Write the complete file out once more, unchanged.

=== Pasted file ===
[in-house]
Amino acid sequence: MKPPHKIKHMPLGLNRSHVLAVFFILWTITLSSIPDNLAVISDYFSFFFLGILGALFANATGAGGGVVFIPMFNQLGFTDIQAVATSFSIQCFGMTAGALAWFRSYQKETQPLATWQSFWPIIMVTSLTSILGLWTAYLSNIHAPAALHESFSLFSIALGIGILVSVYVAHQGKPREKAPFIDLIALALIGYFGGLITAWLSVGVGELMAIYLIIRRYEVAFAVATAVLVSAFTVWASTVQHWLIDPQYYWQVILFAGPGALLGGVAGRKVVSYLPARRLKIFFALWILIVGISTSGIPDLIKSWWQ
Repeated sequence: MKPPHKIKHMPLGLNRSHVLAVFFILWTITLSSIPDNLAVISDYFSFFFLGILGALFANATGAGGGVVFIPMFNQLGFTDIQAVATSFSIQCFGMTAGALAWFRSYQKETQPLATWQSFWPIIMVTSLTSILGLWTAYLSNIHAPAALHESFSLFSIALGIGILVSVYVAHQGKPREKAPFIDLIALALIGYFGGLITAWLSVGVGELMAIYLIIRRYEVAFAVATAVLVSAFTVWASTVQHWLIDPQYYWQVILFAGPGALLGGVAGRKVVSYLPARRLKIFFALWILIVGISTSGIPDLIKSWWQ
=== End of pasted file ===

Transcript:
[in-house]
Amino acid sequence: MKPPHKIKHMPLGLNRSHVLAVFFILWTITLSSIPDNLAVISDYFSFFFLGILGALFANATGAGGGVVFIPMFNQLGFTDIQAVATSFSIQCFGMTAGALAWFRSYQKETQPLATWQSFWPIIMVTSLTSILGLWTAYLSNIHAPAALHESFSLFSIALGIGILVSVYVAHQGKPREKAPFIDLIALALIGYFGGLITAWLSVGVGELMAIYLIIRRYEVAFAVATAVLVSAFTVWASTVQHWLIDPQYYWQVILFAGPGALLGGVAGRKVVSYLPARRLKIFFALWILIVGISTSGIPDLIKSWWQ
Repeated sequence: MKPPHKIKHMPLGLNRSHVLAVFFILWTITLSSIPDNLAVISDYFSFFFLGILGALFANATGAGGGVVFIPMFNQLGFTDIQAVATSFSIQCFGMTAGALAWFRSYQKETQPLATWQSFWPIIMVTSLTSILGLWTAYLSNIHAPAALHESFSLFSIALGIGILVSVYVAHQGKPREKAPFIDLIALALIGYFGGLITAWLSVGVGELMAIYLIIRRYEVAFAVATAVLVSAFTVWASTVQHWLIDPQYYWQVILFAGPGALLGGVAGRKVVSYLPARRLKIFFALWILIVGISTSGIPDLIKSWWQ